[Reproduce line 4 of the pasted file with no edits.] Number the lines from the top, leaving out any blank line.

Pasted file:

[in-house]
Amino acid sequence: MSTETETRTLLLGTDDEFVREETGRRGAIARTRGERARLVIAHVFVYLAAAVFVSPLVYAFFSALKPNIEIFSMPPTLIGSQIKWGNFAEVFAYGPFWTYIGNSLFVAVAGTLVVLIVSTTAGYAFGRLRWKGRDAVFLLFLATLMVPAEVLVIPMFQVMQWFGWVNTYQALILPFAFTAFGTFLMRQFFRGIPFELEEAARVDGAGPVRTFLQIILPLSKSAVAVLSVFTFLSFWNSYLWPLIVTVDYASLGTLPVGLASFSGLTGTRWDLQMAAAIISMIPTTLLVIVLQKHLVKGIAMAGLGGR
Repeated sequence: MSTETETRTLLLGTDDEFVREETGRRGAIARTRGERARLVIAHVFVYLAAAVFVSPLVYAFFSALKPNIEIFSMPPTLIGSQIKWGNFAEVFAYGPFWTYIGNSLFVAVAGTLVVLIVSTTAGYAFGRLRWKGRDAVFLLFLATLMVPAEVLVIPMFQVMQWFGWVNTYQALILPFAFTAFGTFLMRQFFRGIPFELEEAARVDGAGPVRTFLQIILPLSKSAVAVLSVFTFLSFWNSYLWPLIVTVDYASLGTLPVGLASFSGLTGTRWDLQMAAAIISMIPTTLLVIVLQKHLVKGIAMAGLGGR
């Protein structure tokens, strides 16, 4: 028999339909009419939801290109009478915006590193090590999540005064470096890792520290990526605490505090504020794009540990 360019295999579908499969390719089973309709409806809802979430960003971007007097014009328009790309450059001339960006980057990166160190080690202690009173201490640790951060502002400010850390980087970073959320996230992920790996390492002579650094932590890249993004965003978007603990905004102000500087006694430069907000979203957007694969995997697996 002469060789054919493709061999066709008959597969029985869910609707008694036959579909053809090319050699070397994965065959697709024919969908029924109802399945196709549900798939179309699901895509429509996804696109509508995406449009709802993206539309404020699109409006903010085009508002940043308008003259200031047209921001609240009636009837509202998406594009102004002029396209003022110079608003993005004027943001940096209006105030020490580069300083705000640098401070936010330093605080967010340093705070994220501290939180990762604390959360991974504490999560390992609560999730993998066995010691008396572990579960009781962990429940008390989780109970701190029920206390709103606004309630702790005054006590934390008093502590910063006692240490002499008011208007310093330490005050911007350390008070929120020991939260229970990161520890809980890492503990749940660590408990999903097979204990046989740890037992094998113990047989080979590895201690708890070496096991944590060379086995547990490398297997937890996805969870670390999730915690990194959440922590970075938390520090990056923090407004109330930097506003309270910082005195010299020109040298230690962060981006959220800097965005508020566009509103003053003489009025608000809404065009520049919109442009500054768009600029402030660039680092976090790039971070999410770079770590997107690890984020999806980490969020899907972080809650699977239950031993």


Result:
């Protein structure tokens, strides 16, 4: 028999339909009419939801290109009478915006590193090590999540005064470096890792520290990526605490505090504020794009540990 360019295999579908499969390719089973309709409806809802979430960003971007007097014009328009790309450059001339960006980057990166160190080690202690009173201490640790951060502002400010850390980087970073959320996230992920790996390492002579650094932590890249993004965003978007603990905004102000500087006694430069907000979203957007694969995997697996 002469060789054919493709061999066709008959597969029985869910609707008694036959579909053809090319050699070397994965065959697709024919969908029924109802399945196709549900798939179309699901895509429509996804696109509508995406449009709802993206539309404020699109409006903010085009508002940043308008003259200031047209921001609240009636009837509202998406594009102004002029396209003022110079608003993005004027943001940096209006105030020490580069300083705000640098401070936010330093605080967010340093705070994220501290939180990762604390959360991974504490999560390992609560999730993998066995010691008396572990579960009781962990429940008390989780109970701190029920206390709103606004309630702790005054006590934390008093502590910063006692240490002499008011208007310093330490005050911007350390008070929120020991939260229970990161520890809980890492503990749940660590408990999903097979204990046989740890037992094998113990047989080979590895201690708890070496096991944590060379086995547990490398297997937890996805969870670390999730915690990194959440922590970075938390520090990056923090407004109330930097506003309270910082005195010299020109040298230690962060981006959220800097965005508020566009509103003053003489009025608000809404065009520049919109442009500054768009600029402030660039680092976090790039971070999410770079770590997107690890984020999806980490969020899907972080809650699977239950031993």